Opportunities in education and research
The teaching of non-technical skills for medical students and trainees remains a challenge on a global scale. The total number and distribution of medical schools worldwide is not matched with existing physician numbers and distribution. India, Brazil, USA, and China, make up more than one-third of the world’s total number of medical schools . In many countries, only a few selected medical schools have disciplines directed to trauma care and EGS . The simulation assumes growing importance in the field of medical education. Many medical schools work with simulators or even have their own simulation center. Classic emergency training at the hospital or in classrooms are increasingly being replaced by simulation case scenarios. There are many challenges in undergraduate medical education: the need for adjustability and repeatability, high risk of adverse events, limited student’s experience, and students’ fear of the patient. Medical simulation is an effective method of practical education: standardized, objective, adjustable, repeatable, safe, and attractive for the students, avoiding risks to patients and learners. Critical life skills can be controlled and adjusted during simulation scenarios, such as: leadership, collaboration, organization, critical thinking, problem-solving skills, independent learning skills, empathy, tolerance, communication skills, teamwork, and accountability [63, 64]. It is essential to work with NTS concepts with the medical students since the beginning of the course. In the experience at the University of Campinas in Brazil, the skills of medical students have been improved by moving from a predominantly theoretical to a more practical basic life support course (BLS), which included activities on which students were assessed on their ability to teach the principles of BLS to laypeople in the community. Assessing students on their ability to teach improves communication and team work, and can enhance both learning and medical school social accountability [65, 66]. As an extracurricular activity, the medical students in the second year can apply to join the Trauma League, in which they gather with a supervising faculty physician, with the intent to improve their knowledge in the areas of surgery and emergency care; have early contact with environments such as the emergency room, and operating room; observe the surgeons at work (apprenticeship); develop research; organize meetings (regional and national), and work with trauma prevention. It was observed in Brazil the capacity of the Trauma Leagues to bring the students to their actions could be a way to attract new general surgeons and expose them to NTS .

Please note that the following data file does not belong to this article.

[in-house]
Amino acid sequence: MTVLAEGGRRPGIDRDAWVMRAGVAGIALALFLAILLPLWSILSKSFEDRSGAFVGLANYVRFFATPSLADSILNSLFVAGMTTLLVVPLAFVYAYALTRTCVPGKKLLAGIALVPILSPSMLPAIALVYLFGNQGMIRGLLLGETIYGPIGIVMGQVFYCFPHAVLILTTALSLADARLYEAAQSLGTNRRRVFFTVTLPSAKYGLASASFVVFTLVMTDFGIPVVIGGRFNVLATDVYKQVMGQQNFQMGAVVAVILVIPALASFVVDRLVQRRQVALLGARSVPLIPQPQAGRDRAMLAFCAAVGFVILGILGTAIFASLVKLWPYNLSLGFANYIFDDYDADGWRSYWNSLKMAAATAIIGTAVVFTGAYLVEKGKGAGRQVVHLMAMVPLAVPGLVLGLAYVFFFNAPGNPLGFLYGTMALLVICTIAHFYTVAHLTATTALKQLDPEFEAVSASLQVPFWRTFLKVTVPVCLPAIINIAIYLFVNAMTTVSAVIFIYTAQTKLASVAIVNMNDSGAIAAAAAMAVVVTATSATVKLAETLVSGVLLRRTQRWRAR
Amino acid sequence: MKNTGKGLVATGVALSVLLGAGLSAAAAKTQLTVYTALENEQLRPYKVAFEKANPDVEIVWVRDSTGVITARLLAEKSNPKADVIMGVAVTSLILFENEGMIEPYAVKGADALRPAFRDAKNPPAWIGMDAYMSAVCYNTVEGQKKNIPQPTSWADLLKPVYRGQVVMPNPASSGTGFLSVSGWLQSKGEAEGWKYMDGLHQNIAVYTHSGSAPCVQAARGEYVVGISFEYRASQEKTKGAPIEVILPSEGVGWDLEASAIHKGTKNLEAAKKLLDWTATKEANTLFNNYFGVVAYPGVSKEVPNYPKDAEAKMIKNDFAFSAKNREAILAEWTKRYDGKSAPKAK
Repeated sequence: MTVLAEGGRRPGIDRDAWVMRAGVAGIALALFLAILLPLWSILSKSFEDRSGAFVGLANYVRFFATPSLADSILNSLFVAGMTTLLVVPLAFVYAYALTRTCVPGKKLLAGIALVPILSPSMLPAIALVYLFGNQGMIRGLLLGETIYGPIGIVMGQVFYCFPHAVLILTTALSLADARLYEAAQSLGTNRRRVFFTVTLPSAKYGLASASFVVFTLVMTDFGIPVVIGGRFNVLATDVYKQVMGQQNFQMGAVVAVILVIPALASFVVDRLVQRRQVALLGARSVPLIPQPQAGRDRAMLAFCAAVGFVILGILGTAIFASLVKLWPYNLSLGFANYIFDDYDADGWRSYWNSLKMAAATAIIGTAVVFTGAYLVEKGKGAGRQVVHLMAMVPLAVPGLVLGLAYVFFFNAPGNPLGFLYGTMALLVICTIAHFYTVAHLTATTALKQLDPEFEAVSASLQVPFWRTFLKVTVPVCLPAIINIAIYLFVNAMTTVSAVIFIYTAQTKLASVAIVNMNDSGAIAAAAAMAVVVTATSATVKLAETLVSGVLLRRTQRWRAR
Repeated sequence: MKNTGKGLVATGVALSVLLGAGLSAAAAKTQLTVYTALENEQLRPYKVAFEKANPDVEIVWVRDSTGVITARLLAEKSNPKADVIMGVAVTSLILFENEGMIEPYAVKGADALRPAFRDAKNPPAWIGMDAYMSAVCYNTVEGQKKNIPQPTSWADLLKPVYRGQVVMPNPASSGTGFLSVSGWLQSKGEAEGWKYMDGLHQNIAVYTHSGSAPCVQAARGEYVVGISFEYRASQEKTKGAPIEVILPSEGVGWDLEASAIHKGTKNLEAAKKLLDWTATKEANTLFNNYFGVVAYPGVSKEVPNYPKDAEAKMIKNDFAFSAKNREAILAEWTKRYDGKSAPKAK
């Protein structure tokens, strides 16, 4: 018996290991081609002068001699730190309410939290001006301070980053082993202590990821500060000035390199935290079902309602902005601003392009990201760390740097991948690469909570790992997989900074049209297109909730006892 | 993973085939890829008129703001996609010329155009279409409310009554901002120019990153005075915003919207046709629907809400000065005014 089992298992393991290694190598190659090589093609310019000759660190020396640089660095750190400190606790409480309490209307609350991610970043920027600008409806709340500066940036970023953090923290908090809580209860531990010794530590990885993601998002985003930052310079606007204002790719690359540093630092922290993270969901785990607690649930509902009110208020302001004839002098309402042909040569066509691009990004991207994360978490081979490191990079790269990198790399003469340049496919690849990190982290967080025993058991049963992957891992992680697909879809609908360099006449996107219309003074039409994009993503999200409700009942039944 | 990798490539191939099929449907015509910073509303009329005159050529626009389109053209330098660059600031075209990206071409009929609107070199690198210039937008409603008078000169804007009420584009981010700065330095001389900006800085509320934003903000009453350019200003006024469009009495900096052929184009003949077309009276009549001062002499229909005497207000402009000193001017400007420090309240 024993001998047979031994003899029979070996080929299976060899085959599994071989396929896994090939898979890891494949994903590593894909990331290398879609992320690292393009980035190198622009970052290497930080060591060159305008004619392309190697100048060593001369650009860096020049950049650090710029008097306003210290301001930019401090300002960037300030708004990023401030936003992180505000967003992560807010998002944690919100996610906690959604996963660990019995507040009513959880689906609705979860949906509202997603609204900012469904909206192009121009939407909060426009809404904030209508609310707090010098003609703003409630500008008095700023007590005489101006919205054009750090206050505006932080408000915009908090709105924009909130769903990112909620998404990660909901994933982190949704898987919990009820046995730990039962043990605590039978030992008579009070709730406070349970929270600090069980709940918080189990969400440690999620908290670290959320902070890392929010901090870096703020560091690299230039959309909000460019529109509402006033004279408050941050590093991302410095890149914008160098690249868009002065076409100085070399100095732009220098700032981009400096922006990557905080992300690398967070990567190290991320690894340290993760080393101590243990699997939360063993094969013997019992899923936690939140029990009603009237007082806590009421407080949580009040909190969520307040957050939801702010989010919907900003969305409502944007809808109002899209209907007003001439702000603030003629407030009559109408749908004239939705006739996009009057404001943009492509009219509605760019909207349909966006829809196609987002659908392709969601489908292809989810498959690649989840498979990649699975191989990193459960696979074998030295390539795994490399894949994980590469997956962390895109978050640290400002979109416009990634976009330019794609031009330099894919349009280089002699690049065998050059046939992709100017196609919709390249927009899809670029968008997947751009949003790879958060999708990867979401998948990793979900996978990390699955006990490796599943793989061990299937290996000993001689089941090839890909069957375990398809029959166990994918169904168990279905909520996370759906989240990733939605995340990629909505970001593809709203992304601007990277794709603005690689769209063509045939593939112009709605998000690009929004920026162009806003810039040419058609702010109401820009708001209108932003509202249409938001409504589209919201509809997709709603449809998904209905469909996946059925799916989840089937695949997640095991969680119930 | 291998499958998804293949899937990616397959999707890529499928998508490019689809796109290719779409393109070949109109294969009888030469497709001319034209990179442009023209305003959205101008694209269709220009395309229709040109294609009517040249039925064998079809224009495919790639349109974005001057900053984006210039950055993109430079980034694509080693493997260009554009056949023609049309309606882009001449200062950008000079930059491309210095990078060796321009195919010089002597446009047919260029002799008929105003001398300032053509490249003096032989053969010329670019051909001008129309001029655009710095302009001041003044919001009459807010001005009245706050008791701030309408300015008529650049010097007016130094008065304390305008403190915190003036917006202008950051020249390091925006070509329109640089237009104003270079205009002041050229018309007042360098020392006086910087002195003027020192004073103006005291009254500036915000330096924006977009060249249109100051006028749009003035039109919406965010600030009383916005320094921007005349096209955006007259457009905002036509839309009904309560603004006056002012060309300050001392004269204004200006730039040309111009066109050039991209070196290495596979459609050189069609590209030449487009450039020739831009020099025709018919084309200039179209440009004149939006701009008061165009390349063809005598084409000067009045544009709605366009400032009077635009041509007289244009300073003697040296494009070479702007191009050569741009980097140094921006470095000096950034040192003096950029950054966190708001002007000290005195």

The “European Trauma Course” (ETC) brings together different specialists like surgeons, emergency physicians, anaesthetists, intensivists, and others engaged in the initial evaluation of major trauma patients to learn and teach together as a team, including the technical and non-technical skills . The ETC was launched in 2008 during an international conference of the European Resuscitation Council (ERC), composed of members of the European Society of Trauma and Emergency Surgery (ESTES), the European Society of Emergency Medicine (EuSEM), and the European Society of Anaesthesiology (ESA). The ETC course runs over 2.5 days and is predominantly practical based learning assessed on technical, non-technical skills, and team leadership, provided in more than 20 countries around the world [69, 70]. The “Non-Technical Skills for Surgeons” (NOTSS) course has been running for more than a decade in many countries, raising the awareness of the importance of communication in surgical teams, as outlined in detail above.